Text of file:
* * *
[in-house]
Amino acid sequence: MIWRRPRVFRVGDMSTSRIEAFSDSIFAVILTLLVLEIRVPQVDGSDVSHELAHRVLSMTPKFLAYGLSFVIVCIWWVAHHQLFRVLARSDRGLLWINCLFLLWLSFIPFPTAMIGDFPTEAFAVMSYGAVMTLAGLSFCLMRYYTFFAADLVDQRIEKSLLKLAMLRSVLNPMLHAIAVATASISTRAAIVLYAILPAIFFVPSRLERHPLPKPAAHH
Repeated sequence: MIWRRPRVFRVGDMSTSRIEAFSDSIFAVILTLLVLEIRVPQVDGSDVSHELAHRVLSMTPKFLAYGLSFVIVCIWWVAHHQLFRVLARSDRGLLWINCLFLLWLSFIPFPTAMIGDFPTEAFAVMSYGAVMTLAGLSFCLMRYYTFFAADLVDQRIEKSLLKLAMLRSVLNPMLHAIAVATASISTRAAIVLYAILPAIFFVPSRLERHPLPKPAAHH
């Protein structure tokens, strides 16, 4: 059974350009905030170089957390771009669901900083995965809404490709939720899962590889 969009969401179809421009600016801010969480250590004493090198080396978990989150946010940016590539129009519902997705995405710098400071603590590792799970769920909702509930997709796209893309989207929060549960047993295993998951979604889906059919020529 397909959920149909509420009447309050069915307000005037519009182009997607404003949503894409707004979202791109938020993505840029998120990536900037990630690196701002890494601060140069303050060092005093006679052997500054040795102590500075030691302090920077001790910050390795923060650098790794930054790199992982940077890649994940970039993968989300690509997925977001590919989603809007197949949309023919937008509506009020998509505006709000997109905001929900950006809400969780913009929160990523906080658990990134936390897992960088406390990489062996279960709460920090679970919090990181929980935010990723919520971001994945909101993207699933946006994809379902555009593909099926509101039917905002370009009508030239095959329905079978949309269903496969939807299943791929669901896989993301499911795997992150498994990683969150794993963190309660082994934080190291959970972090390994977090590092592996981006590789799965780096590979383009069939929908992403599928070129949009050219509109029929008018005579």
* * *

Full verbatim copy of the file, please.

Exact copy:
[in-house]
Amino acid sequence: MIWRRPRVFRVGDMSTSRIEAFSDSIFAVILTLLVLEIRVPQVDGSDVSHELAHRVLSMTPKFLAYGLSFVIVCIWWVAHHQLFRVLARSDRGLLWINCLFLLWLSFIPFPTAMIGDFPTEAFAVMSYGAVMTLAGLSFCLMRYYTFFAADLVDQRIEKSLLKLAMLRSVLNPMLHAIAVATASISTRAAIVLYAILPAIFFVPSRLERHPLPKPAAHH
Repeated sequence: MIWRRPRVFRVGDMSTSRIEAFSDSIFAVILTLLVLEIRVPQVDGSDVSHELAHRVLSMTPKFLAYGLSFVIVCIWWVAHHQLFRVLARSDRGLLWINCLFLLWLSFIPFPTAMIGDFPTEAFAVMSYGAVMTLAGLSFCLMRYYTFFAADLVDQRIEKSLLKLAMLRSVLNPMLHAIAVATASISTRAAIVLYAILPAIFFVPSRLERHPLPKPAAHH
């Protein structure tokens, strides 16, 4: 059974350009905030170089957390771009669901900083995965809404490709939720899962590889 969009969401179809421009600016801010969480250590004493090198080396978990989150946010940016590539129009519902997705995405710098400071603590590792799970769920909702509930997709796209893309989207929060549960047993295993998951979604889906059919020529 397909959920149909509420009447309050069915307000005037519009182009997607404003949503894409707004979202791109938020993505840029998120990536900037990630690196701002890494601060140069303050060092005093006679052997500054040795102590500075030691302090920077001790910050390795923060650098790794930054790199992982940077890649994940970039993968989300690509997925977001590919989603809007197949949309023919937008509506009020998509505006709000997109905001929900950006809400969780913009929160990523906080658990990134936390897992960088406390990489062996279960709460920090679970919090990181929980935010990723919520971001994945909101993207699933946006994809379902555009593909099926509101039917905002370009009508030239095959329905079978949309269903496969939807299943791929669901896989993301499911795997992150498994990683969150794993963190309660082994934080190291959970972090390994977090590092592996981006590789799965780096590979383009069939929908992403599928070129949009050219509109029929008018005579």